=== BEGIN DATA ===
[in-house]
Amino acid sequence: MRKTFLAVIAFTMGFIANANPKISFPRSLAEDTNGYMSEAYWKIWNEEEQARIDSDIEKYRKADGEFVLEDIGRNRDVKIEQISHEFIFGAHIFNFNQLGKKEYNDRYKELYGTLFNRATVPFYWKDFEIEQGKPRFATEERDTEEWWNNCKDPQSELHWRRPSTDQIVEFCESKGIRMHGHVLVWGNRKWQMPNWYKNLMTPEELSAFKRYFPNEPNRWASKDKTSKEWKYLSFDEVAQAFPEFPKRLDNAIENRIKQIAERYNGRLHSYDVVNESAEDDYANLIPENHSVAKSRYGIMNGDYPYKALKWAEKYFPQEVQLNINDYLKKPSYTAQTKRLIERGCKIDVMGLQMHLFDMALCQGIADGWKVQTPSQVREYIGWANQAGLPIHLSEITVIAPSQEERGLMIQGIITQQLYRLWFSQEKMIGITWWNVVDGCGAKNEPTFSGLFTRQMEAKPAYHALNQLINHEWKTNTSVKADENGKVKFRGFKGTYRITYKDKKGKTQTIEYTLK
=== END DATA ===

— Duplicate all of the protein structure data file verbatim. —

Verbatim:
[in-house]
Amino acid sequence: MRKTFLAVIAFTMGFIANANPKISFPRSLAEDTNGYMSEAYWKIWNEEEQARIDSDIEKYRKADGEFVLEDIGRNRDVKIEQISHEFIFGAHIFNFNQLGKKEYNDRYKELYGTLFNRATVPFYWKDFEIEQGKPRFATEERDTEEWWNNCKDPQSELHWRRPSTDQIVEFCESKGIRMHGHVLVWGNRKWQMPNWYKNLMTPEELSAFKRYFPNEPNRWASKDKTSKEWKYLSFDEVAQAFPEFPKRLDNAIENRIKQIAERYNGRLHSYDVVNESAEDDYANLIPENHSVAKSRYGIMNGDYPYKALKWAEKYFPQEVQLNINDYLKKPSYTAQTKRLIERGCKIDVMGLQMHLFDMALCQGIADGWKVQTPSQVREYIGWANQAGLPIHLSEITVIAPSQEERGLMIQGIITQQLYRLWFSQEKMIGITWWNVVDGCGAKNEPTFSGLFTRQMEAKPAYHALNQLINHEWKTNTSVKADENGKVKFRGFKGTYRITYKDKKGKTQTIEYTLK